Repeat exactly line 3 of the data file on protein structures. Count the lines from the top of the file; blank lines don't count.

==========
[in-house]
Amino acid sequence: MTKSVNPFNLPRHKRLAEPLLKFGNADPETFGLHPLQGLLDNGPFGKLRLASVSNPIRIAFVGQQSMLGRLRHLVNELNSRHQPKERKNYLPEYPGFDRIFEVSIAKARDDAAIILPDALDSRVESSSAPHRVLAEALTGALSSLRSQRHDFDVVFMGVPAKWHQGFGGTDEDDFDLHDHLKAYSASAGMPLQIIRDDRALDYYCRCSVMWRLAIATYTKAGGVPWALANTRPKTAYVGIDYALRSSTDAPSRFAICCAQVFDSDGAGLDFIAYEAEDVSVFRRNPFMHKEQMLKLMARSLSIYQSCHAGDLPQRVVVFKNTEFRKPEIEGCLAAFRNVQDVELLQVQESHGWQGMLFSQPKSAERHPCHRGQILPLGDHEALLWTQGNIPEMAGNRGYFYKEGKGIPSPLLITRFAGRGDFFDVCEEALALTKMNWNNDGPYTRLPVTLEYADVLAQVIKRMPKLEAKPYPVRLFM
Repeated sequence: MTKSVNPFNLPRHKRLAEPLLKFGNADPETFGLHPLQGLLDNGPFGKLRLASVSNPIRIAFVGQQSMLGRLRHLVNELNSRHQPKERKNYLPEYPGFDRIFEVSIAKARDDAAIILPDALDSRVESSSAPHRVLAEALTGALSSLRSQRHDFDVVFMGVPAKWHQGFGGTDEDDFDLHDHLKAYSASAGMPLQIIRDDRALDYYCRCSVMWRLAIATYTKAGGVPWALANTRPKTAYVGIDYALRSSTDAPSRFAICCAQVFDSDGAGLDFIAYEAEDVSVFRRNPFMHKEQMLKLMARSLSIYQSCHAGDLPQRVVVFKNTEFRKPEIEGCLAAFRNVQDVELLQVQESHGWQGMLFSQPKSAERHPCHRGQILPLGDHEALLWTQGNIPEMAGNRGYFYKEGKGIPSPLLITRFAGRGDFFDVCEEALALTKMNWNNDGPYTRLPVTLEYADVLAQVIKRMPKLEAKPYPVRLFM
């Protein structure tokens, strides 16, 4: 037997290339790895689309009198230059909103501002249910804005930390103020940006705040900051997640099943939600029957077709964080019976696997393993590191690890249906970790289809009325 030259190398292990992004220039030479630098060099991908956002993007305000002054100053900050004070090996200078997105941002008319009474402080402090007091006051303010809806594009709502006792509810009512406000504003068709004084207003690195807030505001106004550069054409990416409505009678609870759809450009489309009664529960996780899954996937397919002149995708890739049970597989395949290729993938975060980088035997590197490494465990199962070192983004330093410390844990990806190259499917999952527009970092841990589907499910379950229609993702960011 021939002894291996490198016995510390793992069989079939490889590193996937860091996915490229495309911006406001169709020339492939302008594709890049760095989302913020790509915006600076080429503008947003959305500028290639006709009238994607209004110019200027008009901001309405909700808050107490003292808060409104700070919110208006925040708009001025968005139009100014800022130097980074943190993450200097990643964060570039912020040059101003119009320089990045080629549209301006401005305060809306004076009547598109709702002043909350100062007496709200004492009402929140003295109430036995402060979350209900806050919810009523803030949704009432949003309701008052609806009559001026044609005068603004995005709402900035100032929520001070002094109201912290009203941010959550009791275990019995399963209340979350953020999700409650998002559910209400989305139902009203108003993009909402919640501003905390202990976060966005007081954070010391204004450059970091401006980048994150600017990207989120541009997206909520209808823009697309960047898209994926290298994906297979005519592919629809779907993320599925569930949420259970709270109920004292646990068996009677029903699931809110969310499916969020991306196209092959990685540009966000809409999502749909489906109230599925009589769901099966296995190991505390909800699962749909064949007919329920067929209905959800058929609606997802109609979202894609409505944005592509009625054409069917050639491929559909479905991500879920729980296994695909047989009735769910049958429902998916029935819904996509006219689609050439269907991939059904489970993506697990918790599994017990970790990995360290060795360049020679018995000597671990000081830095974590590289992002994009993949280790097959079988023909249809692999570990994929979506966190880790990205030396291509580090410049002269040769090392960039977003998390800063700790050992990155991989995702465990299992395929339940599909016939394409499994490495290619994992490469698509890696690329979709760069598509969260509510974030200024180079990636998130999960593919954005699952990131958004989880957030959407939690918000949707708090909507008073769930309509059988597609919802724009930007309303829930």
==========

Repeated sequence: MTKSVNPFNLPRHKRLAEPLLKFGNADPETFGLHPLQGLLDNGPFGKLRLASVSNPIRIAFVGQQSMLGRLRHLVNELNSRHQPKERKNYLPEYPGFDRIFEVSIAKARDDAAIILPDALDSRVESSSAPHRVLAEALTGALSSLRSQRHDFDVVFMGVPAKWHQGFGGTDEDDFDLHDHLKAYSASAGMPLQIIRDDRALDYYCRCSVMWRLAIATYTKAGGVPWALANTRPKTAYVGIDYALRSSTDAPSRFAICCAQVFDSDGAGLDFIAYEAEDVSVFRRNPFMHKEQMLKLMARSLSIYQSCHAGDLPQRVVVFKNTEFRKPEIEGCLAAFRNVQDVELLQVQESHGWQGMLFSQPKSAERHPCHRGQILPLGDHEALLWTQGNIPEMAGNRGYFYKEGKGIPSPLLITRFAGRGDFFDVCEEALALTKMNWNNDGPYTRLPVTLEYADVLAQVIKRMPKLEAKPYPVRLFM